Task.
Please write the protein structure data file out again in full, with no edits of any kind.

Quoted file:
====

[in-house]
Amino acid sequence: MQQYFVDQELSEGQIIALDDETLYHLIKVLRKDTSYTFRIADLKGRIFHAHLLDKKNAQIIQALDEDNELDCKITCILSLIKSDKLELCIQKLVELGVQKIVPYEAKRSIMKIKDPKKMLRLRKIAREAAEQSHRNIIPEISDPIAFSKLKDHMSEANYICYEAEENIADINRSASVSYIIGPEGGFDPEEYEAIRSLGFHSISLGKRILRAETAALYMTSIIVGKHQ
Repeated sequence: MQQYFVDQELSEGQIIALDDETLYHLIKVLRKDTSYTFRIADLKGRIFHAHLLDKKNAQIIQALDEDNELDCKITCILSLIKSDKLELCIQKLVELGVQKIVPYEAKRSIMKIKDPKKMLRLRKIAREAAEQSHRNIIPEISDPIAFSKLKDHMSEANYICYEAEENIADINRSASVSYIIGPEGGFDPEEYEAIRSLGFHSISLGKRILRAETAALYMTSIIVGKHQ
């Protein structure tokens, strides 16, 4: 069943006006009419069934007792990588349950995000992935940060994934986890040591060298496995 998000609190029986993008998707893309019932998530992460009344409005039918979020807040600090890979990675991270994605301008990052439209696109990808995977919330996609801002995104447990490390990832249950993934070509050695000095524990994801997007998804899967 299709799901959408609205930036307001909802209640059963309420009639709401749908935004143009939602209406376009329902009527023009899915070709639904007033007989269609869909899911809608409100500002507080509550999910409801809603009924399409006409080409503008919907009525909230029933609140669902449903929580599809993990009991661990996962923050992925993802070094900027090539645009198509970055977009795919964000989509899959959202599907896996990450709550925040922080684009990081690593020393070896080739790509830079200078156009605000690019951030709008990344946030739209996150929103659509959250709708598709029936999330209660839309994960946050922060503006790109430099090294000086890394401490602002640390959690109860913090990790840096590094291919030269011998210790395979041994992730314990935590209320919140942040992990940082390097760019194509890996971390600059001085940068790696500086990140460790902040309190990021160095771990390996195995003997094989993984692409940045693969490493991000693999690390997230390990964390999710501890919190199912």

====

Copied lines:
[in-house]
Amino acid sequence: MQQYFVDQELSEGQIIALDDETLYHLIKVLRKDTSYTFRIADLKGRIFHAHLLDKKNAQIIQALDEDNELDCKITCILSLIKSDKLELCIQKLVELGVQKIVPYEAKRSIMKIKDPKKMLRLRKIAREAAEQSHRNIIPEISDPIAFSKLKDHMSEANYICYEAEENIADINRSASVSYIIGPEGGFDPEEYEAIRSLGFHSISLGKRILRAETAALYMTSIIVGKHQ
Repeated sequence: MQQYFVDQELSEGQIIALDDETLYHLIKVLRKDTSYTFRIADLKGRIFHAHLLDKKNAQIIQALDEDNELDCKITCILSLIKSDKLELCIQKLVELGVQKIVPYEAKRSIMKIKDPKKMLRLRKIAREAAEQSHRNIIPEISDPIAFSKLKDHMSEANYICYEAEENIADINRSASVSYIIGPEGGFDPEEYEAIRSLGFHSISLGKRILRAETAALYMTSIIVGKHQ
């Protein structure tokens, strides 16, 4: 069943006006009419069934007792990588349950995000992935940060994934986890040591060298496995 998000609190029986993008998707893309019932998530992460009344409005039918979020807040600090890979990675991270994605301008990052439209696109990808995977919330996609801002995104447990490390990832249950993934070509050695000095524990994801997007998804899967 299709799901959408609205930036307001909802209640059963309420009639709401749908935004143009939602209406376009329902009527023009899915070709639904007033007989269609869909899911809608409100500002507080509550999910409801809603009924399409006409080409503008919907009525909230029933609140669902449903929580599809993990009991661990996962923050992925993802070094900027090539645009198509970055977009795919964000989509899959959202599907896996990450709550925040922080684009990081690593020393070896080739790509830079200078156009605000690019951030709008990344946030739209996150929103659509959250709708598709029936999330209660839309994960946050922060503006790109430099090294000086890394401490602002640390959690109860913090990790840096590094291919030269011998210790395979041994992730314990935590209320919140942040992990940082390097760019194509890996971390600059001085940068790696500086990140460790902040309190990021160095771990390996195995003997094989993984692409940045693969490493991000693999690390997230390990964390999710501890919190199912």